Previous talks: with Gold-Seven fav.me/d6aprnx
with steamey fav.me/d6bx1lc
with ekukanova fav.me/d6dzooz
with Tulikoura fav.me/d6gqc7f
Today's interview is with AbePapakhian , the master of epic battle scenes and detailed compositions.
1. Hello! For the beginning, could you tell us something about yourself?
So to begin with. I am currently a graphic artist with my education being in the fine arts. I had tried unsuccessfully when I was younger to get into comic books. My work was simply not good enough, so I decided to stop submitting work and concentrate on becoming a better artist. I chose illustration because it is something that I have a passion for and watercolour because it is very rapid and very demanding. I love oil painting but I don't believe i could turn out paintings at a great speed. Not unless I quit my job and commit to this full time. Anyways, that's basically it.
2. When did you read Tolkien's books for the first time, and what impression did they leave in you?
I first read the hobbit when I was thirteen on the recommendation of my english teacher. When I finished it almost immediately and asked for more she handed me The fellowship and I was hooked. Finished all three within the month and have been rereading them almost once a year ever since.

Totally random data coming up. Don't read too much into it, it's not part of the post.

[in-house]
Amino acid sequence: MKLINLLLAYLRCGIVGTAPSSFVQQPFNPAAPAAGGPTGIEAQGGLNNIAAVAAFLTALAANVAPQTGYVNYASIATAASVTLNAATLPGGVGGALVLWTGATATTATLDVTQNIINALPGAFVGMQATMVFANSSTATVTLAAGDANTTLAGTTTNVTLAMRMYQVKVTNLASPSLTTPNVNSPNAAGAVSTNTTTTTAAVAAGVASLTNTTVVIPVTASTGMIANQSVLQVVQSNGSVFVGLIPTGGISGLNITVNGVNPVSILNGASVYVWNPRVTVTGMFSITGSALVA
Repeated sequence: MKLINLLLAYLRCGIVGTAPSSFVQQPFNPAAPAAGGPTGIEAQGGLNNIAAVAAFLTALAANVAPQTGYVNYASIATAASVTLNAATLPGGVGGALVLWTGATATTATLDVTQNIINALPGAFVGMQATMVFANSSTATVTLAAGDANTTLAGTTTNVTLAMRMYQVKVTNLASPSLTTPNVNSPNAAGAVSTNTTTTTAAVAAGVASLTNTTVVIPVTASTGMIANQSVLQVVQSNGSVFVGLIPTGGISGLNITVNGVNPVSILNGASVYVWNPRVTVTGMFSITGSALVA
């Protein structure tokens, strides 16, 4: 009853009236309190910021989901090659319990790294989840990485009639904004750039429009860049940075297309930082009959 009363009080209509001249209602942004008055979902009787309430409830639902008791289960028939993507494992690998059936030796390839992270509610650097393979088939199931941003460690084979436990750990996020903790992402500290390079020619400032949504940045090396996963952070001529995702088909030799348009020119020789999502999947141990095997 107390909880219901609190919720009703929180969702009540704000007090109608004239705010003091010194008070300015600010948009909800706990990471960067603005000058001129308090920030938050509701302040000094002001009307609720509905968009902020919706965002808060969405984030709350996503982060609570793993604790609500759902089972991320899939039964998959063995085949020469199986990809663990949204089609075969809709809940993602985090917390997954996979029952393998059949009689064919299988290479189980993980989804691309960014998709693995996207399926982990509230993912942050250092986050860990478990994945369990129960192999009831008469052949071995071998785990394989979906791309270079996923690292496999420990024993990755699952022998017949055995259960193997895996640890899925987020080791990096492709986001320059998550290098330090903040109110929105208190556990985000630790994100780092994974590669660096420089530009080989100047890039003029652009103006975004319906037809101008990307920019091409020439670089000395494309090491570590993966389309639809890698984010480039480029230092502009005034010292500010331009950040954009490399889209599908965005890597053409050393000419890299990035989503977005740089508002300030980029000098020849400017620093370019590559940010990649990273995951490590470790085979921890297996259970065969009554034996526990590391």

I have to admit that I had read the Narnia chronicles first and so Tolkien was a natural follow up. Although I didn't realize there was a relationship between the 2 writers until much later.
I have read a lot of the other material including the Silmarillion, the Unfinished Tales and so on, although I have given up on all the most recent publishings as I find them uninteresting as they are not complete works.
I believe the strongest impact that Tolkien has had was in giving me a deep and abiding love for fantasy literature, particularly for those writers who truly flesh out worlds they write about. Who can really draw us into the worlds and ideas they are writing about.
3. How extensive is your knowledge of Middle-earth? Do you consider yourself Tolkien nerd?
My knowledge is fairly extensive but I do not consider myself a Tolkien nerd. Ever since the movies were released, I realized there are quite a few people out there who have devoted a great deal of their lives to Tolkien. Far beyond my knowledge.
4. When the movies came out, many of the inner pictures of characters and scenes in the mind of the readers have been replaced by actors and settings from the movie. Did it happen to you as well? Did you try to prevent it?